The Secret Source of Contentment: Emotional Stamina

Apr 15, 2021

Emotional stamina has two major components: Acceptance and Compatibility. Acceptance, as in adapting to one’s current circumstances, and compatibility, such as living consistently with one’s deepest held values.

The barrier we often face to building our emotional stamina is the urge to control unwanted thoughts and feelings. The truth is, thoughts and feelings are just not that easy to control. Ultimately, control is not a very effective strategy. For this reason, we need a new plan of action. We need an acceptance strategy.

Control vs. Acceptance 

Control strategies are nothing more than habits formed as a result of little to no emotional skills training. When it comes to emotional stamina, the goal is not to control unwanted thoughts and feelings. The goal is to make peace with them through acceptance. In no way does this mean liking an unwanted experiencing. Likability is not a prerequisite to acceptance.

True acceptance is an attitude of openness, curiosity, and receptiveness. When we meet our emotions with these qualities, they don’t become chronic and they are less problematic.

Things to Know About Emotions

Emotions originate in the mind and induce a complex series of bodily reactions that prepare a person to take action. If this includes feelings of safety, the natural process is to approach and explore. If, however, the prominent feeling is fear, the natural reaction is fight, flight, or freeze.

This complex chain reaction happens in a split second. We strengthen our emotional stamina by remembering that the thoughts behind our emotions are merely words inside our head with no more power than what we give them.

Thoughts are strong. They continually pull us from the present and direct our attention to the past or future. The more we engage with our thoughts, the less present we are, and the weaker our handle on our behavior.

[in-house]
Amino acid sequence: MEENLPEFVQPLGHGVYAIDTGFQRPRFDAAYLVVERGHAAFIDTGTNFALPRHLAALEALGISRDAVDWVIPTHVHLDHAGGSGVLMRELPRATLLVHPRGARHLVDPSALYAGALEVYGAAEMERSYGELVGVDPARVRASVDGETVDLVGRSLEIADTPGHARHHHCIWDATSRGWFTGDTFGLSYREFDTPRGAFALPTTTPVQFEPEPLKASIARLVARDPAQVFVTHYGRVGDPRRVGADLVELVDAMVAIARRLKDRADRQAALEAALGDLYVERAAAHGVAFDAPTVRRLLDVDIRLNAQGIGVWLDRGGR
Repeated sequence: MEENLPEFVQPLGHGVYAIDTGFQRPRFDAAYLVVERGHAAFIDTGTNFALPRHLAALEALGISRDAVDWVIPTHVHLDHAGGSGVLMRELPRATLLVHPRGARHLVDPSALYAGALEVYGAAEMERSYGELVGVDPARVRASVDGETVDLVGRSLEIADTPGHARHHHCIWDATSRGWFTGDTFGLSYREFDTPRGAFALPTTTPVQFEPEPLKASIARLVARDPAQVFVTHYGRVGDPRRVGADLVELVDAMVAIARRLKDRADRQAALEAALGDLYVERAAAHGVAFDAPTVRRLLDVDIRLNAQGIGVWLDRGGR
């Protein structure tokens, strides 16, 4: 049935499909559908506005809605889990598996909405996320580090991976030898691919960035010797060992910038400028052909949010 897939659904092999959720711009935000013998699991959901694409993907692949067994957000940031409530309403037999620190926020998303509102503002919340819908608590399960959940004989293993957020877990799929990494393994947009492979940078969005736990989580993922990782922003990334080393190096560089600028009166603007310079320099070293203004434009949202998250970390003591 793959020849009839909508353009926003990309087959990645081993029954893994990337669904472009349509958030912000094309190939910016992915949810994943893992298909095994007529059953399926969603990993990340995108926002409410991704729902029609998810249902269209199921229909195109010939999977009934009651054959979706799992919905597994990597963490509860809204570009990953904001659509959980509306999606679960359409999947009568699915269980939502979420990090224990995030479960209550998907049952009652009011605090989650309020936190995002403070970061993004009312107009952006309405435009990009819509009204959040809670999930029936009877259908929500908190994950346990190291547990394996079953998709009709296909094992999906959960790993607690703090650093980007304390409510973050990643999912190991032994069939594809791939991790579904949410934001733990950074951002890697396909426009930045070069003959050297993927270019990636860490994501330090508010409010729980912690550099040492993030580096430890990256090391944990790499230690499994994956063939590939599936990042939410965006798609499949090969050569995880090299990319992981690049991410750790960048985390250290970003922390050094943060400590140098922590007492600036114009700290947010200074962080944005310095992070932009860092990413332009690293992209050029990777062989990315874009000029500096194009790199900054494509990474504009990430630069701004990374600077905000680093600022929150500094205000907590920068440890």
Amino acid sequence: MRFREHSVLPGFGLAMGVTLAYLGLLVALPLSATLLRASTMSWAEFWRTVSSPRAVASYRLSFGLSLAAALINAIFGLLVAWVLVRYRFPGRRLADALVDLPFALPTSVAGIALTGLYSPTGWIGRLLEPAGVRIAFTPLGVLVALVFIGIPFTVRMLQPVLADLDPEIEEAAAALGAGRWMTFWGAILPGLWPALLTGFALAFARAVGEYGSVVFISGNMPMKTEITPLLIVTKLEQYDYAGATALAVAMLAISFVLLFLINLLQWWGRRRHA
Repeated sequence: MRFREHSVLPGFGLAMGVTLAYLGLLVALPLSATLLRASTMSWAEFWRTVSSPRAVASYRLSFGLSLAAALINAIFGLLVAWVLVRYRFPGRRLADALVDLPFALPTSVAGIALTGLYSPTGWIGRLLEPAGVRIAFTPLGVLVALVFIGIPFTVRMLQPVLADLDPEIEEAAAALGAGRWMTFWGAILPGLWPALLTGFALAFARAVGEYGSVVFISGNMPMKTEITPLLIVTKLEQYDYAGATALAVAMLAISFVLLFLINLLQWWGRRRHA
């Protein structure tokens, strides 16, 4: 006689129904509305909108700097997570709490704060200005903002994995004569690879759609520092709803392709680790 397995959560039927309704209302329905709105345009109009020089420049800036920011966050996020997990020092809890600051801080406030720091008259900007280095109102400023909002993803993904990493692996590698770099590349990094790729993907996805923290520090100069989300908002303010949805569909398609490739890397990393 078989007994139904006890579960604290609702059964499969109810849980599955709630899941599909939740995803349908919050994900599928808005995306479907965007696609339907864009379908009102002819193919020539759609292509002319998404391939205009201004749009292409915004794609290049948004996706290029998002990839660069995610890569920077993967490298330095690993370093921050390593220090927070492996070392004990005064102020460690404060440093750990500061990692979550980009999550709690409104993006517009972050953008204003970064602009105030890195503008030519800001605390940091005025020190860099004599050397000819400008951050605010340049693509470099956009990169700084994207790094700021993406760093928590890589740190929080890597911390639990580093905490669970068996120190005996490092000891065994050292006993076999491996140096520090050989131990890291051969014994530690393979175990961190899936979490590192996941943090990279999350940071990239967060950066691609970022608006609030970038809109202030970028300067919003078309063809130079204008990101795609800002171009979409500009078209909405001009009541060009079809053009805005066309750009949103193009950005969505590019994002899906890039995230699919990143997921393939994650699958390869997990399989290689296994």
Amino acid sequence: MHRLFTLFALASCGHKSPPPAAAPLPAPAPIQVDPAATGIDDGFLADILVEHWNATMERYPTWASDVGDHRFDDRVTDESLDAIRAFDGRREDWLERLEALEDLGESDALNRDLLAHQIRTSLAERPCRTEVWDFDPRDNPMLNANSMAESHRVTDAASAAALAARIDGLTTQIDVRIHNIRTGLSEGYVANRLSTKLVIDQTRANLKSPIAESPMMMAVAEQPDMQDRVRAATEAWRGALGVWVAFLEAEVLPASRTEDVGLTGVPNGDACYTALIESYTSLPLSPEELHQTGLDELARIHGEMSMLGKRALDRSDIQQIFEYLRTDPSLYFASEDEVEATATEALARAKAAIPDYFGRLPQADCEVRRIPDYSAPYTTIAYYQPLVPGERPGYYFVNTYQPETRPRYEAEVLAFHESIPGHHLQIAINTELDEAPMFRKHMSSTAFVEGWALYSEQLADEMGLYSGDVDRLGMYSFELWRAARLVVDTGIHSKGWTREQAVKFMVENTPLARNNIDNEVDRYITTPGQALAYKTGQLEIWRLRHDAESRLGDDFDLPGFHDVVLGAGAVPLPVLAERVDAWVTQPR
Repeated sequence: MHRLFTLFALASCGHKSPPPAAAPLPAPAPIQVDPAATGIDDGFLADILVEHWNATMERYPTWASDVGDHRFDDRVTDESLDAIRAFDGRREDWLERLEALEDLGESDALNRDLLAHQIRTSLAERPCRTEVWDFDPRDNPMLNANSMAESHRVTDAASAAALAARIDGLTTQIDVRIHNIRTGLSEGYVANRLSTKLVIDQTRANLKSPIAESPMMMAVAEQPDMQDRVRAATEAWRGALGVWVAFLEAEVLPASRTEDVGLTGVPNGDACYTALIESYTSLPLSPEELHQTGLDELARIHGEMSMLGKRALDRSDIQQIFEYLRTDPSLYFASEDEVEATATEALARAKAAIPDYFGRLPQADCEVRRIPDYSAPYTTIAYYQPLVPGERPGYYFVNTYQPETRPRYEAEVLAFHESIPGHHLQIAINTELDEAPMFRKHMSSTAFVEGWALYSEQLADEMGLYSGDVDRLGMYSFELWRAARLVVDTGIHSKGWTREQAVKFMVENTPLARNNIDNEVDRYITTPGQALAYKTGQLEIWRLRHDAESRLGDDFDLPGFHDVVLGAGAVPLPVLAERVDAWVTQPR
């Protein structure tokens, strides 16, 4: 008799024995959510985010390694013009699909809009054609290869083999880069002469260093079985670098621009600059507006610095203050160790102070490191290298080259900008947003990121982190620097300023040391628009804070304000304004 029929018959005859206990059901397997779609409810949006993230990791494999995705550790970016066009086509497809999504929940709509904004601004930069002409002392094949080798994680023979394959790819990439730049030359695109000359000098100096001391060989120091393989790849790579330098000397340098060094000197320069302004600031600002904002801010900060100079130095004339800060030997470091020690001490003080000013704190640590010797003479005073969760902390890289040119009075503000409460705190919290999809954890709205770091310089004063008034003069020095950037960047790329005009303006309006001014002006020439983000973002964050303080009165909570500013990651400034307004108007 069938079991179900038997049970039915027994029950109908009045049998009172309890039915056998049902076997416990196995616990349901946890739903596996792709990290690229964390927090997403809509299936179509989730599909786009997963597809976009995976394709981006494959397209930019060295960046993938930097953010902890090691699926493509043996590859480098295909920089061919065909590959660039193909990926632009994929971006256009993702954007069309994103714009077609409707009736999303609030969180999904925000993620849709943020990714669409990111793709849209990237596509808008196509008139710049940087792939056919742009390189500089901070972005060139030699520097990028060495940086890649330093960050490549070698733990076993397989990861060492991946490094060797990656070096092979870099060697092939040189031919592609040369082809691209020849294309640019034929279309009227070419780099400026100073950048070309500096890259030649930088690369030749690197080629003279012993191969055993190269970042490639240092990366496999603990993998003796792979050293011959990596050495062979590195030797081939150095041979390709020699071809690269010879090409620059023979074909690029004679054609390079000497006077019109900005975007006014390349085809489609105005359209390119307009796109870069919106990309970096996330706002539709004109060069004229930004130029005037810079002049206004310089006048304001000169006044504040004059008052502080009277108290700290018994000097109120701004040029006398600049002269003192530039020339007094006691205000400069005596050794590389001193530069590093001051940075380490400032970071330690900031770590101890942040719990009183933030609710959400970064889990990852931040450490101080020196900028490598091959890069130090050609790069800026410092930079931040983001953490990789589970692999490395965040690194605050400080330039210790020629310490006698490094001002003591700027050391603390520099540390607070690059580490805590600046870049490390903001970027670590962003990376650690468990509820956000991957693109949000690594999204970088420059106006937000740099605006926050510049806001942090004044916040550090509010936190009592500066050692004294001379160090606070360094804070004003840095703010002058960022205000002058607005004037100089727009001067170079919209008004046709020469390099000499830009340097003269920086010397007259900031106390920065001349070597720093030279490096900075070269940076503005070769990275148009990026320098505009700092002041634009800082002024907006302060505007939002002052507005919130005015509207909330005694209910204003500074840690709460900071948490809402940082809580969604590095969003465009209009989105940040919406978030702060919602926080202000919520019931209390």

Esteemed Thinking

Society teaches us thinking is the ultimate human ability. But is it? Judging is one of the most common ways thinking contributes to our emotional discomfort and lack of emotional stamina.

The aim is not to think about our emotions, but rather observe them. Observation in lieu of analysis makes it easier to accept whatever it is we’re feeling and consciously choose better behavior.

Values and Stamina

Values are an essential part of emotional stamina. They are a light in the darkness and home to the heart’s deepest desires for what we want to do and how we want to do it.

Acting under one’s values is naturally satisfying and motivating.

The most important series of questions we can ask ourselves to steadily increase our emotional stamina is “Was that thought helpful?”, if so, “Which value does it align with?”, if not, “Which value does it conflict with?”.

Apart from our actions and our attention, we have little control over anything else. Increasing our emotional stamina expands our capacity for handling difficult thoughts and feelings, enjoying a more fulfilling life, and strengthening our effectiveness in work and leadership.